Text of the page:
(MCT) — The season the Cubs last went to the World Series, I screwed up my courage to ask Clyde McCullough for his autograph. Just back from service in World War II, the burly catcher was holding court on the sidewalk in front of Wrigley Field, a big cigar perched in his mouth. Players hung around after a game then.
"Sure, kid," he said.
The scrap of paper he signed is long gone, but the memory of his words still sets my heart to thumping, especially during the countdown to opening day. When I pass Wrigley Field, my mind's eye pictures the two of us — a tall ballplayer and a scrawny 11-year-old — in front of a backdrop that is, for me, frozen in time. Of course, Wrigley Field isn't the same as it was in 1945. Lights have been added; the bleachers have been expanded.
More changes may be coming, since the team's owners are asking the city to relax the landmark designation that restricts some alterations to the ballpark. Without even seeing a detailed proposal, I am tempted to say, "No way!"
That's neither rational nor good journalistic practice. A reporter should gather the facts before rendering judgment, a responsibility I pledge to honor when the time comes to write a news story about the issue.
But my heart of hearts is different, and others probably feel the same way. That makes the forthcoming struggle over Wrigley Field different from other preservation battles.
When the fate of another building is being decided, experts debate whether it's good architecture. Scholars testify to its historical importance. But for many, the parts of history we see firsthand remain with us like freeze frames of a movie. When mine involve Wrigley Field, they're emotionally freighted.
Recalling Cubs right fielder Bill Nicholson taking three great practice swings — the crowd chanting, "Swish, swish, swish" — is like flipping over an old snapshot to find it dated: "This was the year I took Shirley S. to a Loop restaurant to celebrate eighth-grade graduation." First baseman Phil Cavarretta and my high school prom date are like images pasted side by side in a photo album. Cavarretta came to the Cubs from Lane Tech High School just down Addison Street, where I went, too.
It's not only ballparks that have that hold over us. Bungalows and three-flats can, too. The one where you grew up may be indistinguishable from others in the block. But to you, it's not just bricks and mortar but also a repository of memories. Yet they're mostly too personal to share. You can't say to a bartender: "Do you remember when my folks enclosed the back porch?"
But you can ask: "Do you remember when shortstop Roy Smalley threw a surefire double-play ball into the dugout?" He might. Maybe it was when his dad came home from the Korean War. A ballpark, especially a nitty-gritty one like Wrigley Field, is a storehouse of collective memory.
It's also a place where fans go to watch a ballgame, not to make memories. Maybe years later, they'll remember the experience coated with nostalgia, as I do. But coming through the turnstiles, they're focused on grabbing something to munch on and seeing a few homers knocked onto Waveland Avenue. Yet the impulses pull in opposite directions. The lines at the concession stands are long, and the numerous vendors obscure somebody's view of a key play. The obvious solution is more food stands, fewer vendors prowling the grandstands.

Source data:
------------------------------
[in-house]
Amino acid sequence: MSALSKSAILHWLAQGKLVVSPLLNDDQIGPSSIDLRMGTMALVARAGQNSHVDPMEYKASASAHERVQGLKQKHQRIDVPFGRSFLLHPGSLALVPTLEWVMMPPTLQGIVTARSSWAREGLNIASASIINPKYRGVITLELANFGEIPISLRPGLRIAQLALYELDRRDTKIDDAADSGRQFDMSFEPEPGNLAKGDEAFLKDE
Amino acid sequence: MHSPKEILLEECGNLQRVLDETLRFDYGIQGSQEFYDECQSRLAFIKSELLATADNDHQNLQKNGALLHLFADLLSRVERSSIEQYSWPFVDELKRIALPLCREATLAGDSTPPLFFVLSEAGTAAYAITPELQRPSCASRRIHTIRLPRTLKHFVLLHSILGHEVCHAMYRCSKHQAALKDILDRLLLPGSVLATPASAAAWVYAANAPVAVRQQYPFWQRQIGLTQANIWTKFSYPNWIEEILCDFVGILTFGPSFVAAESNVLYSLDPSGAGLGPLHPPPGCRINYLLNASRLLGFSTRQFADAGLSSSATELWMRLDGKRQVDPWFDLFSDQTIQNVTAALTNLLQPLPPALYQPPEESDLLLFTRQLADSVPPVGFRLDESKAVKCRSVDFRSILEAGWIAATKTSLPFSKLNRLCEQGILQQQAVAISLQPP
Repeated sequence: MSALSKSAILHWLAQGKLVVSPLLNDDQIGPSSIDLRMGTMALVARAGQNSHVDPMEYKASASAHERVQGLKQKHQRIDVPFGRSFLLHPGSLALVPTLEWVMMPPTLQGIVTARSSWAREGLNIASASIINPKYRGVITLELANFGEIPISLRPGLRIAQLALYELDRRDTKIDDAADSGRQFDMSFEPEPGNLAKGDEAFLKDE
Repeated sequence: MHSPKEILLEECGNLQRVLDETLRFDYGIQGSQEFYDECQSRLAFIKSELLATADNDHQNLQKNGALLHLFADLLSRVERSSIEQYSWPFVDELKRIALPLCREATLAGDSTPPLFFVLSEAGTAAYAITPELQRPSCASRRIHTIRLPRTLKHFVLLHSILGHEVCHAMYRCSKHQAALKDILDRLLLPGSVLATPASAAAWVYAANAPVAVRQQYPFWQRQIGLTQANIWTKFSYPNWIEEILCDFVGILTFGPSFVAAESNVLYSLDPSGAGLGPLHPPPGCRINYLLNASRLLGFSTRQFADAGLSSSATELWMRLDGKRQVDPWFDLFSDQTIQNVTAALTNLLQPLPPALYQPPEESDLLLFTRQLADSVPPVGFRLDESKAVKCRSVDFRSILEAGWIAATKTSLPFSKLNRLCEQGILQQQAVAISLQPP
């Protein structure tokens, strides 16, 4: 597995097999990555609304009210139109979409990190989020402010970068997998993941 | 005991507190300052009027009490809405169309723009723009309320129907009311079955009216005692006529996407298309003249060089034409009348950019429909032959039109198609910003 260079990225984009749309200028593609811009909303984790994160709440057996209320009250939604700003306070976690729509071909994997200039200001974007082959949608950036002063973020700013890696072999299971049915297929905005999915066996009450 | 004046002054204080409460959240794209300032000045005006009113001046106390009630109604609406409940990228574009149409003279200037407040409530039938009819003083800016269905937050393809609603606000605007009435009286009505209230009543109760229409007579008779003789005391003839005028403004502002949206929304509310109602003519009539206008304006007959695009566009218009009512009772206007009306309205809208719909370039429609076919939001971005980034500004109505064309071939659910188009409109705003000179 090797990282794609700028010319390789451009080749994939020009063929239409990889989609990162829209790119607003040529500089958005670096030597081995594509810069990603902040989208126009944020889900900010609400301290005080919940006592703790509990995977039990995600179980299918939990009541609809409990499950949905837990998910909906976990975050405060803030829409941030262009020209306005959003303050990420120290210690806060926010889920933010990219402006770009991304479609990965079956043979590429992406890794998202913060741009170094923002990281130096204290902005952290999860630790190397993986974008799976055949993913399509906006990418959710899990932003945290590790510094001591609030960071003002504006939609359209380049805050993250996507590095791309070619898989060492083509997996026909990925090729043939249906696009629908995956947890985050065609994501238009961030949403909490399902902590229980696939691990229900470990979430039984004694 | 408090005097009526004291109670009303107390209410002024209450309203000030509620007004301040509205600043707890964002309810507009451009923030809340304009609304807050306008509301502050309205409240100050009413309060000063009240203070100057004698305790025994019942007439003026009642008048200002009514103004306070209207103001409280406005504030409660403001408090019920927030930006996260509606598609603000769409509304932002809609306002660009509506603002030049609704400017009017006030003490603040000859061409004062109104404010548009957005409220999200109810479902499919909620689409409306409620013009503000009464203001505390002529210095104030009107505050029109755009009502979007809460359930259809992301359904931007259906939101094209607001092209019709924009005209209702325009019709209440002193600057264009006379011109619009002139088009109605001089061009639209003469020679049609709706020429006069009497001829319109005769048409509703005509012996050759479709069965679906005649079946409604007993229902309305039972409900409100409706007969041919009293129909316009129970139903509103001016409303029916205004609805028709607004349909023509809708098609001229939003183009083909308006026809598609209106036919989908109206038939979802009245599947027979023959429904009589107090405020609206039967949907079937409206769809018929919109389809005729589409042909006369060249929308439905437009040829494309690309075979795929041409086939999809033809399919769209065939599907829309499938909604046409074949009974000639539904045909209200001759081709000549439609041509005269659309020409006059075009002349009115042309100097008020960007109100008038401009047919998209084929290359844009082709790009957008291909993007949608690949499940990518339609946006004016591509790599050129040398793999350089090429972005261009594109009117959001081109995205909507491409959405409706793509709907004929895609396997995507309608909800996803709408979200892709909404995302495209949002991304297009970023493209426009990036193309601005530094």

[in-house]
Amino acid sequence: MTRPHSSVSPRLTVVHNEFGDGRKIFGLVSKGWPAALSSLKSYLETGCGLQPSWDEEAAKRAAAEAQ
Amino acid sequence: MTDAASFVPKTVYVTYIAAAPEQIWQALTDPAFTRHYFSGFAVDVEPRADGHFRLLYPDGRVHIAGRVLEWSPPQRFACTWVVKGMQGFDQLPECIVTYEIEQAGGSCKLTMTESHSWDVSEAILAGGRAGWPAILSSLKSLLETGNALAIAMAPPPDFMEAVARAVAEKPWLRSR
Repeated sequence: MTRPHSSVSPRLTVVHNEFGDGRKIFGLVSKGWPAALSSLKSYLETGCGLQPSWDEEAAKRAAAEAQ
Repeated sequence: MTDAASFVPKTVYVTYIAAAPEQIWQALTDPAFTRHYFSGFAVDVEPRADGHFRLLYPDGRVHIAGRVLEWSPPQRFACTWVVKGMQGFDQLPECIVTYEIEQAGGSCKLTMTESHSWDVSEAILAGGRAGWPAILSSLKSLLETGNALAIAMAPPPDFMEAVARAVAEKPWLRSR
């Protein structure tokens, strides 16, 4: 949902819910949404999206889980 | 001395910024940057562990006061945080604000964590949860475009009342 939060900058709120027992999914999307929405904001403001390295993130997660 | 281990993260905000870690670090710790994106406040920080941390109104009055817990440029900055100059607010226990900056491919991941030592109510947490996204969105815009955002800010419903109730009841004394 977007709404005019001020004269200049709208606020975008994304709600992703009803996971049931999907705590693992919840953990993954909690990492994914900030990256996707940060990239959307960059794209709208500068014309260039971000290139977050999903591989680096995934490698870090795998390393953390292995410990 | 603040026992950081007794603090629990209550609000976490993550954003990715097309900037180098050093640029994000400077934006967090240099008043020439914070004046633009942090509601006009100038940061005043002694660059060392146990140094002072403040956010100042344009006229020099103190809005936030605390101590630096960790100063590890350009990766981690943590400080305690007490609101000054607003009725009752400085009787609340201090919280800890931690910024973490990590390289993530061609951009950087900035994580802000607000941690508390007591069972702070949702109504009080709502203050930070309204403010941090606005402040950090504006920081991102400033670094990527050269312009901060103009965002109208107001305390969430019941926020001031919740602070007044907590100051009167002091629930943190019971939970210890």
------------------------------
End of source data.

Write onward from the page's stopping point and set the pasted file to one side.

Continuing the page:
Yet a vendor throwing a hot dog to a customer a bunch of rows up, and fans passing his money down, is like a sacrament to me. Some years, it was the best pitching seen in Wrigley. And while it's a mystery that the Occupational Safety and Health Administration has never cracked down on the bullpens located right on the field, between the foul line and the stands, it's part of the game that cycles on an endless loop through my memory: An outfielder chasing a high fly, keeping one eye on relief pitchers and catchers scrambling to get out of his way.
Take any of that away, and with it goes the Wrigley that anchors my psyche. Ditto, if a Jumbotron impinges on the majestic scoreboard whose operators watch the game through unused slots in the inning-by-inning matrix where they hang scores that in other parks are posted electronically. Besides, seeing many Cubs plays a second time can't be good for your mental health.
Now, some say that baseball is a business that needs to keep its product up to date. I can understand that. Others note that, like all other things, even the most notable of buildings change. The Pantheon at Rome was converted from a pagan temple to a church; Hagia Sophia in Istanbul was a church before becoming a mosque. I've been to both without the slightest impulse to scream: "How could anyone do that?"
Maybe that's because I'm neither a Christian nor a Muslim. Being a Chicagoan, I've got a Chicagoan's sense of what's holy — like a 99-year-old ballpark at Clark and Addison. I need tangible evidence of what happened there to know how I got from what I was to what I've become. I'm not alone. Lennie Merullo, a Cubs shortstop in 1945, was spiked during the series and stitched up in the Wrigley Field clubhouse. On the golden anniversary of the series, he told me how he picked at the scab, determined to keep it from healing cleanly.
"Even now, 50 years later, I'll stare at that scar," said Merullo, then 77. "And I'll say to myself, 'You were there, Len. You played in a World Series.'"